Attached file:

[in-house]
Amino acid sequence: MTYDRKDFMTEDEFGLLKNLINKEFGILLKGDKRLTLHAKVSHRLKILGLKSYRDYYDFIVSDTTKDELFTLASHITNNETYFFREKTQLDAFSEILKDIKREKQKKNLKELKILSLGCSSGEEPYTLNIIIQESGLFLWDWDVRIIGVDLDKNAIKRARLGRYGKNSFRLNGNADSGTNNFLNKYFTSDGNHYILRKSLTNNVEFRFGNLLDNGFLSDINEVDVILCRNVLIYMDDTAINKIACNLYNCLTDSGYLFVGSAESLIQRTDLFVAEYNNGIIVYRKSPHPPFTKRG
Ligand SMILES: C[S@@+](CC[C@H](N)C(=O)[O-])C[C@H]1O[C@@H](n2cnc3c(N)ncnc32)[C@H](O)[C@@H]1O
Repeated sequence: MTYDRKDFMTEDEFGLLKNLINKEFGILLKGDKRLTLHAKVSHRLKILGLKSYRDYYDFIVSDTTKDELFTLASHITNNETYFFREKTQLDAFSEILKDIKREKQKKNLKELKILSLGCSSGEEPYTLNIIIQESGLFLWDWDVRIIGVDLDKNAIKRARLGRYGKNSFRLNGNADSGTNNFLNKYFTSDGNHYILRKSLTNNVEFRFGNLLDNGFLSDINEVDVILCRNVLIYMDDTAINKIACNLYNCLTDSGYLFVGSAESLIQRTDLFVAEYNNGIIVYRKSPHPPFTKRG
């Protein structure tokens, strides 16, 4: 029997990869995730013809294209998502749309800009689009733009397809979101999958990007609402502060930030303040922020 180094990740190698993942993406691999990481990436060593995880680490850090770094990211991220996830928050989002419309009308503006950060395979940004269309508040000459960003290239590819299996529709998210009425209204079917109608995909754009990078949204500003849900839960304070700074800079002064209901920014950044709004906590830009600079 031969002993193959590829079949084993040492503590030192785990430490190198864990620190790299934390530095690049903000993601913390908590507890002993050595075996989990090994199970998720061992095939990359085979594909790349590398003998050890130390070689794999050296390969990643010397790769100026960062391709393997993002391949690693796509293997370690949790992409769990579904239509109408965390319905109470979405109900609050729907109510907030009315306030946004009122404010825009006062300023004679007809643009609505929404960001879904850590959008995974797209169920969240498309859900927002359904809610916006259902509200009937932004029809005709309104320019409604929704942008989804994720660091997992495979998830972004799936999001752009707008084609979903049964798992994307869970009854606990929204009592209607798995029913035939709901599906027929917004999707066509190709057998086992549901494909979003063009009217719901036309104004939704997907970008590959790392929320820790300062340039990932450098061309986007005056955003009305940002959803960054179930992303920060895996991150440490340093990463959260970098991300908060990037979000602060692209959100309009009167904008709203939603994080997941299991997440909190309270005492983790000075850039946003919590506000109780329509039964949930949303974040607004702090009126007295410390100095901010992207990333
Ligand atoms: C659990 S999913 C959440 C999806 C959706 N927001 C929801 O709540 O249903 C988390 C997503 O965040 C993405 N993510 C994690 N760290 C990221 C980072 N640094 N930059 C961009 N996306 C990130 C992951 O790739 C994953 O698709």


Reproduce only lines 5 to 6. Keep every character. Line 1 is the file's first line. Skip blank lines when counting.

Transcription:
């Protein structure tokens, strides 16, 4: 029997990869995730013809294209998502749309800009689009733009397809979101999958990007609402502060930030303040922020 180094990740190698993942993406691999990481990436060593995880680490850090770094990211991220996830928050989002419309009308503006950060395979940004269309508040000459960003290239590819299996529709998210009425209204079917109608995909754009990078949204500003849900839960304070700074800079002064209901920014950044709004906590830009600079 031969002993193959590829079949084993040492503590030192785990430490190198864990620190790299934390530095690049903000993601913390908590507890002993050595075996989990090994199970998720061992095939990359085979594909790349590398003998050890130390070689794999050296390969990643010397790769100026960062391709393997993002391949690693796509293997370690949790992409769990579904239509109408965390319905109470979405109900609050729907109510907030009315306030946004009122404010825009006062300023004679007809643009609505929404960001879904850590959008995974797209169920969240498309859900927002359904809610916006259902509200009937932004029809005709309104320019409604929704942008989804994720660091997992495979998830972004799936999001752009707008084609979903049964798992994307869970009854606990929204009592209607798995029913035939709901599906027929917004999707066509190709057998086992549901494909979003063009009217719901036309104004939704997907970008590959790392929320820790300062340039990932450098061309986007005056955003009305940002959803960054179930992303920060895996991150440490340093990463959260970098991300908060990037979000602060692209959100309009009167904008709203939603994080997941299991997440909190309270005492983790000075850039946003919590506000109780329509039964949930949303974040607004702090009126007295410390100095901010992207990333
Ligand atoms: C659990 S999913 C959440 C999806 C959706 N927001 C929801 O709540 O249903 C988390 C997503 O965040 C993405 N993510 C994690 N760290 C990221 C980072 N640094 N930059 C961009 N996306 C990130 C992951 O790739 C994953 O698709």